Jonathan Edwards' Ontological Argument
In his "Essay on the Trinity" (and private notebooks and public sermons), Jonathan Edwards suggested a form of ontological argument for each of the three persons of the Trinity. Anselm's argument starts from a definition of a hypothetical God who perfects all excellences and proceeds to show God must actually exist since existence is an excellence that God must have perfected. Edwards argues along the same lines for each Person of the Trinity:
And this I suppose to be that blessed Trinity that we read of in the Holy Scriptures. The Father is the Deity subsisting in the prime, un-originated and most absolute manner, or the Deity in its direct existence. The Son is the Deity generated by God's understanding, or having an idea of Himself and subsisting in that idea. The Holy Ghost is the Deity subsisting in act, or the Divine essence flowing out and breathed forth in God's Infinite love to and delight in Himself. And I believe the whole Divine essence does truly and distinctly subsist both in the Divine idea and Divine love, and that each of them are properly distinct Persons.
The Father perfects existence
Edwards did not seem to make the ontological argument with respect to the Father (though it is that Person normally called simply "God"). Instead, he follows Aristotle in considering the Father to be the prime mover or cause (in all senses) of all that exists. If you've ever played the "why" game with a toddler (Q: "Why does the sun shine in the morning?" A: "Because the Earth rotates." Q: "Why does the Earth rotate?", etc.), you know that the ultimate answer is always God. (If you don't happen to believe in some prime being such as God, the ultimate answer must be "Because that's the way things are.") Even the Son, who is conceived by the Father, and the Spirit, who proceeds from the Father, depend on the Father for existence.
The Son perfects understanding
Edwards assumes that the Father's end is to enjoy Himself and that in order to accomplish that, He must have an "image" or idea of Himself. The image must be distinct from the Father; it must be the object of God's affection. If the image is worthy of God's infinite enjoyment, it must also be perfect in representing God. Fundamentally, the Father's imagination is so powerful that He creates the Son. In fact, Proverbs 8 describes how God fathered Wisdom, which is just another way to represent the understanding of God, before the Creation.
The idea is not that different from what we mean by "a gleam in your father's eye". God contemplates Himself and the Son is that image. Unlike our imaginations, which remain safely in our minds without some sort of effort, God's understanding of Himself is made manifest. The Son existed before He was incarnated as Jesus because God has always been delighting in Himself. Edwards argues that a duplicity is necessary for God to be the object of His own delight.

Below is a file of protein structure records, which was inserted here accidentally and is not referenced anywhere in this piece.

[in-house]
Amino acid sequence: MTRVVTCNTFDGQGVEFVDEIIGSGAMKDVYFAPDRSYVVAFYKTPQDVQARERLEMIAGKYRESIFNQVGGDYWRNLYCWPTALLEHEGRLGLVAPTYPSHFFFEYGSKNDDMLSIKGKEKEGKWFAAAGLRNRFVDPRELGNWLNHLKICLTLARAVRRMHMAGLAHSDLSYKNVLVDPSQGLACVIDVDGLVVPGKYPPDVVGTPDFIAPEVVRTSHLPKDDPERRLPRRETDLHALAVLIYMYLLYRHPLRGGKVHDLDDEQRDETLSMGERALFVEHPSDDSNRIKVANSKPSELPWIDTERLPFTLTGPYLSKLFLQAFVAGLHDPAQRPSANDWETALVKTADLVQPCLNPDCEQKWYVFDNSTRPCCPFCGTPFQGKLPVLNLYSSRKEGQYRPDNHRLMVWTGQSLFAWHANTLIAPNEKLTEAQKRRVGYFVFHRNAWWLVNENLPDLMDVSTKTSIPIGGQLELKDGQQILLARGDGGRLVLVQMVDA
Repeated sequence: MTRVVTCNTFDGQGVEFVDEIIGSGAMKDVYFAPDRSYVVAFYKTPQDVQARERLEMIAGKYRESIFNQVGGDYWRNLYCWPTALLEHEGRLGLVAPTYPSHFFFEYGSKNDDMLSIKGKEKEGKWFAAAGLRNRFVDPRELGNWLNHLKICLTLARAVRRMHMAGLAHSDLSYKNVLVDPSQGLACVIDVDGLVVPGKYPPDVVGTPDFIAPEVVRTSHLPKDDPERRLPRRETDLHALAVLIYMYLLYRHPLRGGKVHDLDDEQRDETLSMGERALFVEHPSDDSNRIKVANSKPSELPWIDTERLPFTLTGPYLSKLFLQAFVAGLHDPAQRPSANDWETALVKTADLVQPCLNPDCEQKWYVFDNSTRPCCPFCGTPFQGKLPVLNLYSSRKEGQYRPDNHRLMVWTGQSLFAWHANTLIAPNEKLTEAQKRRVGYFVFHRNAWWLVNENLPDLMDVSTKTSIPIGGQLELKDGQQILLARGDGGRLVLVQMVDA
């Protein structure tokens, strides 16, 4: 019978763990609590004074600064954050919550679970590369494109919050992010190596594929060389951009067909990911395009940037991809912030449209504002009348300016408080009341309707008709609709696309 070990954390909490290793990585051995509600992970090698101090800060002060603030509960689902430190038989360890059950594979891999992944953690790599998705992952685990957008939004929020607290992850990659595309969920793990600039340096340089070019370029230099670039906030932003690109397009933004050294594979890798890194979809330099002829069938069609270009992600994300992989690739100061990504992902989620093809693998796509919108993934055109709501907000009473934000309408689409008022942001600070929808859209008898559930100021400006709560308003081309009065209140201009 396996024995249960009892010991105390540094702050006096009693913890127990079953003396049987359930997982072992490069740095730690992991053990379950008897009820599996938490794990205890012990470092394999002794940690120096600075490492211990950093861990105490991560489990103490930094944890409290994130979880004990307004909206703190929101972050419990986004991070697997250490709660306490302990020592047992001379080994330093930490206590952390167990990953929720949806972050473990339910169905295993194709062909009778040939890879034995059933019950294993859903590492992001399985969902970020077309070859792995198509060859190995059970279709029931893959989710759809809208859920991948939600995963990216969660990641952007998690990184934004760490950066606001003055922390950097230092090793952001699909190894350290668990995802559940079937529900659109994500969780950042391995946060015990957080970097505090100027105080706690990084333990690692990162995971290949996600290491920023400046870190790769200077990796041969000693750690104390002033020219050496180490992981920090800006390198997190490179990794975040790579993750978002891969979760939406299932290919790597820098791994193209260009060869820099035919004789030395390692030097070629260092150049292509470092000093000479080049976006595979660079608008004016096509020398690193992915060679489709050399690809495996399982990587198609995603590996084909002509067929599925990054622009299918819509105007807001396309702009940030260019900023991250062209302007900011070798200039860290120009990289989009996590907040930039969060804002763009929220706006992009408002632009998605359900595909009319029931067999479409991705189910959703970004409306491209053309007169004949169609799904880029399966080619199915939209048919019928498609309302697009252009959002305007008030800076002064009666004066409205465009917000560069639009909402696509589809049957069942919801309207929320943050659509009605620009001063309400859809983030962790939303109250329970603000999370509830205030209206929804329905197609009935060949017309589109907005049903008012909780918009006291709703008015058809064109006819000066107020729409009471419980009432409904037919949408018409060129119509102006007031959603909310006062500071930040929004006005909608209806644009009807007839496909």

The Spirit perfects action
Finally, the Spirit is the manifestation of God's own affection for Himself. Now it must be admitted that this is certainly a strange Person. But Edwards argues that this is exactly the sort of Person we see in the Bible. He concludes from 1 John 4:8, which states that God is love, that the embodiment of the love between the Father and the Son is the Spirit. We note, in passing, that Edwards affirms the filioque because the love, delight, honor, glory, and so on between the First and Second Persons is mutual.
According to Edwards, these are not feelings, but actions. The interaction between Father and Son is also perfect, so like God's understanding of Himself, it too is manifest as the Third Person. The essay notes that Paul passes on grace, peace, and mercy from the Father and Son, but never the Spirit. In addition, the Father and Son express their affection for each other, but never for the Spirit. One solution to these puzzles is to conclude that the Spirit is God's love.
In order to explain why at least two Persons must exist, Edwards notes the (then) common notion that "God is infinitely happy in the enjoyment of Himself". From that idea, he deduces:
However, if God beholds Himself so as thence to have delight and joy in Himself He must become his own object. There must be a duplicity. There is God and the idea of God.
The argument is philosophical, by the way, not grammatical, as it marries the ontological argument with the conception of God's self-enjoyment. Edwards was not the first to extrapolate that the Spirit is the action of love between the Father and the Son:
If, as is properly understood, the Father is he who kisses, the Son he who is kissed, then it cannot be wrong to see in the kiss the Holy Spirit, for he is the imperturbable peace of the Father and the Son, their unshakable bond, their undivided love, their indivisible unity.—St. Bernard of Clairvaux, in Sermon 8, Sermons on the Song of Songs
Of course, these are mere illustrations of the intimacy (perichoresis) that the members of the Trinity enjoy. Going back to Paul himself, Christians have wrestled with this great mystery.
Jonathan Edwards was the first to point out that he did not propose to make the mystery of the Trinity unmysterious. The degree you accept that ideas perfected become "real" is the degree you are likely to accept this formulation. However, it does insist on exactly three Persons since it requires God to be object, subject, and verb of the sentence:
God delights in Himself.